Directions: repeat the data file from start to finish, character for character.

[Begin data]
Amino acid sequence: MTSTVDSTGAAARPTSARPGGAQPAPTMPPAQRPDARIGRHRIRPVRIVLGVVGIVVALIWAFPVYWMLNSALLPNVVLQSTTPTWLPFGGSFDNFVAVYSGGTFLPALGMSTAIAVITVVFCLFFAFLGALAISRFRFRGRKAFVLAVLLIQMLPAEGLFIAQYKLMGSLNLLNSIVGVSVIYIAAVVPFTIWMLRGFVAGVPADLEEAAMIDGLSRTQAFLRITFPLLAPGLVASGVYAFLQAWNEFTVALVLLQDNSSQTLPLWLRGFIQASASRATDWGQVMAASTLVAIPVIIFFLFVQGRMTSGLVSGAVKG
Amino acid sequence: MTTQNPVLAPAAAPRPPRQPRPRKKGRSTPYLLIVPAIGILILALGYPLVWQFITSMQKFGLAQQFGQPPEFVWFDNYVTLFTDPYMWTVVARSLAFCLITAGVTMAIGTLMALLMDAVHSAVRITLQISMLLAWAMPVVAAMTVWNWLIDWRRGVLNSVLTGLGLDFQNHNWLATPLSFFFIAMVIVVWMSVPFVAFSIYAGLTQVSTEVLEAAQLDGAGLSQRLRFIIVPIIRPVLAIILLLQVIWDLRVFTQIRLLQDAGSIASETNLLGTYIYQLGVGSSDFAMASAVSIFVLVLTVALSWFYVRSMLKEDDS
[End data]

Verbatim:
Amino acid sequence: MTSTVDSTGAAARPTSARPGGAQPAPTMPPAQRPDARIGRHRIRPVRIVLGVVGIVVALIWAFPVYWMLNSALLPNVVLQSTTPTWLPFGGSFDNFVAVYSGGTFLPALGMSTAIAVITVVFCLFFAFLGALAISRFRFRGRKAFVLAVLLIQMLPAEGLFIAQYKLMGSLNLLNSIVGVSVIYIAAVVPFTIWMLRGFVAGVPADLEEAAMIDGLSRTQAFLRITFPLLAPGLVASGVYAFLQAWNEFTVALVLLQDNSSQTLPLWLRGFIQASASRATDWGQVMAASTLVAIPVIIFFLFVQGRMTSGLVSGAVKG
Amino acid sequence: MTTQNPVLAPAAAPRPPRQPRPRKKGRSTPYLLIVPAIGILILALGYPLVWQFITSMQKFGLAQQFGQPPEFVWFDNYVTLFTDPYMWTVVARSLAFCLITAGVTMAIGTLMALLMDAVHSAVRITLQISMLLAWAMPVVAAMTVWNWLIDWRRGVLNSVLTGLGLDFQNHNWLATPLSFFFIAMVIVVWMSVPFVAFSIYAGLTQVSTEVLEAAQLDGAGLSQRLRFIIVPIIRPVLAIILLLQVIWDLRVFTQIRLLQDAGSIASETNLLGTYIYQLGVGSSDFAMASAVSIFVLVLTVALSWFYVRSMLKEDDS